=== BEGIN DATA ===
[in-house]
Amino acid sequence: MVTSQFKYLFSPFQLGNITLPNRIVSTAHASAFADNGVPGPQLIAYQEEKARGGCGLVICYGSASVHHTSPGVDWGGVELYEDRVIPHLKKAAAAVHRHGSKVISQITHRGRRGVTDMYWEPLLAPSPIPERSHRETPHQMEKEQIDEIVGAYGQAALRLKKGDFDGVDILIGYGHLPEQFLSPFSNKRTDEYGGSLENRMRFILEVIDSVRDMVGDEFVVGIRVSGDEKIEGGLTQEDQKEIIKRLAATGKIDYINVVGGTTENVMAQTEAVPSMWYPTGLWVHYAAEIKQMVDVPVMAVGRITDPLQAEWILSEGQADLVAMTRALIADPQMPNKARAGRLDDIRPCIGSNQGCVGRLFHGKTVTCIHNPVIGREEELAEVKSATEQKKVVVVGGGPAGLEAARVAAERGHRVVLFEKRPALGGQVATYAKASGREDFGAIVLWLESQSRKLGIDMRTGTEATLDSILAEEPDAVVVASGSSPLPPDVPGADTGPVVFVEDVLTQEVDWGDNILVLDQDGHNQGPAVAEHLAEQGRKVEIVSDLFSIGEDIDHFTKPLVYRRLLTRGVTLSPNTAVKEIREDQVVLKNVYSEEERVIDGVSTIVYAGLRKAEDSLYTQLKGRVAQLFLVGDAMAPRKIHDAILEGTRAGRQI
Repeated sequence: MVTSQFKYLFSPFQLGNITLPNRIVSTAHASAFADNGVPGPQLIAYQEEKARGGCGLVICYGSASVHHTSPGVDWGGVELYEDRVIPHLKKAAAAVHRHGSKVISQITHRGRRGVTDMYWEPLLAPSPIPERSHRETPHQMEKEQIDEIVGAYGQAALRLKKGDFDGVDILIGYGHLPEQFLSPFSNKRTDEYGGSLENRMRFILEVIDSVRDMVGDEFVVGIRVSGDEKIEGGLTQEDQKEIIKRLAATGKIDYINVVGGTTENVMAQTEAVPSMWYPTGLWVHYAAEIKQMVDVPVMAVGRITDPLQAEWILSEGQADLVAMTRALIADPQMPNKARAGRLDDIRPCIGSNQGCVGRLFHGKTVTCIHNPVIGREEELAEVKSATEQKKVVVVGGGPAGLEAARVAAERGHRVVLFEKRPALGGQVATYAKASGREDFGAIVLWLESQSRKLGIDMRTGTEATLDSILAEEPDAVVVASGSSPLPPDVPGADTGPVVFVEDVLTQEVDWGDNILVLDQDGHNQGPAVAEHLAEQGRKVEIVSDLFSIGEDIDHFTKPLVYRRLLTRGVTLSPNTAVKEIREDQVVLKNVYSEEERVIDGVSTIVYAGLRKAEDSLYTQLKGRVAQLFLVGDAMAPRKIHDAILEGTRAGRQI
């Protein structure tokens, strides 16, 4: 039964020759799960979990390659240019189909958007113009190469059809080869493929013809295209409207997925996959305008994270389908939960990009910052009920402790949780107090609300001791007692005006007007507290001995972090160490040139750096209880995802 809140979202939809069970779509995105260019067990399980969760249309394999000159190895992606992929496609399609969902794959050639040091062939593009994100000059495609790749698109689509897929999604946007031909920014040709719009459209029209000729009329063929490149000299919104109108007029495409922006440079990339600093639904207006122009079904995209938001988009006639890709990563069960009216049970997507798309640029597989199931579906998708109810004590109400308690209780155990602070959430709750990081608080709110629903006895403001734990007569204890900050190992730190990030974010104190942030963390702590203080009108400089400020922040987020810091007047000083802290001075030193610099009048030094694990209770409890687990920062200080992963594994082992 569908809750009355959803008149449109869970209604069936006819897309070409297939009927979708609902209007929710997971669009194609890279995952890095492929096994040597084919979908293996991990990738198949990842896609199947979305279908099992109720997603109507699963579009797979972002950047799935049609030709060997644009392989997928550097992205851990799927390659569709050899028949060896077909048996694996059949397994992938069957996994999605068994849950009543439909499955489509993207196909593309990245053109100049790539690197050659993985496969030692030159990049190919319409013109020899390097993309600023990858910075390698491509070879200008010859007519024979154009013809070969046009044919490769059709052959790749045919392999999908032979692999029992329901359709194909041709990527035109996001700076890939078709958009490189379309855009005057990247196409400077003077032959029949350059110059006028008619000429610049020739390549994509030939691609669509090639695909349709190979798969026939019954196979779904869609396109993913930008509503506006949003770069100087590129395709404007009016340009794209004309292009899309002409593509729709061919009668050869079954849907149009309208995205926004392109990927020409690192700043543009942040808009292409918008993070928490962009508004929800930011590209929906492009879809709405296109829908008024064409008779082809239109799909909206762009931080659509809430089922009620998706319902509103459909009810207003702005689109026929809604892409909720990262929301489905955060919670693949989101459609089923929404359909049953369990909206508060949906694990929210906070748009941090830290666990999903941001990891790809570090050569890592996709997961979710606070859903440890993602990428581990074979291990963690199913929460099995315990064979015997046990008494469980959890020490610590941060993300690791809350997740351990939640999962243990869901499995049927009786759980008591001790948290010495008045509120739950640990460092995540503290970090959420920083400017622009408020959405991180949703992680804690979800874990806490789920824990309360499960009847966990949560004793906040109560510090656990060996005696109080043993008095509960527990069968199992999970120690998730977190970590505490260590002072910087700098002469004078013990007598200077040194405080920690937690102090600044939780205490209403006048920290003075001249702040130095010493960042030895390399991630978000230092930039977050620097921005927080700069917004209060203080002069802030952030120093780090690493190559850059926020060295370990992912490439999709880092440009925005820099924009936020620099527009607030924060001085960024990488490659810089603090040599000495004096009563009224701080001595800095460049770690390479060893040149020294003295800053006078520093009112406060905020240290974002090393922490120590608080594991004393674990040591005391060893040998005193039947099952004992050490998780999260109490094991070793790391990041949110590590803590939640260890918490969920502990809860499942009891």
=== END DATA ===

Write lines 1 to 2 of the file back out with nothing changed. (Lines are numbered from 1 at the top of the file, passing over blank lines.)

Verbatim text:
[in-house]
Amino acid sequence: MVTSQFKYLFSPFQLGNITLPNRIVSTAHASAFADNGVPGPQLIAYQEEKARGGCGLVICYGSASVHHTSPGVDWGGVELYEDRVIPHLKKAAAAVHRHGSKVISQITHRGRRGVTDMYWEPLLAPSPIPERSHRETPHQMEKEQIDEIVGAYGQAALRLKKGDFDGVDILIGYGHLPEQFLSPFSNKRTDEYGGSLENRMRFILEVIDSVRDMVGDEFVVGIRVSGDEKIEGGLTQEDQKEIIKRLAATGKIDYINVVGGTTENVMAQTEAVPSMWYPTGLWVHYAAEIKQMVDVPVMAVGRITDPLQAEWILSEGQADLVAMTRALIADPQMPNKARAGRLDDIRPCIGSNQGCVGRLFHGKTVTCIHNPVIGREEELAEVKSATEQKKVVVVGGGPAGLEAARVAAERGHRVVLFEKRPALGGQVATYAKASGREDFGAIVLWLESQSRKLGIDMRTGTEATLDSILAEEPDAVVVASGSSPLPPDVPGADTGPVVFVEDVLTQEVDWGDNILVLDQDGHNQGPAVAEHLAEQGRKVEIVSDLFSIGEDIDHFTKPLVYRRLLTRGVTLSPNTAVKEIREDQVVLKNVYSEEERVIDGVSTIVYAGLRKAEDSLYTQLKGRVAQLFLVGDAMAPRKIHDAILEGTRAGRQI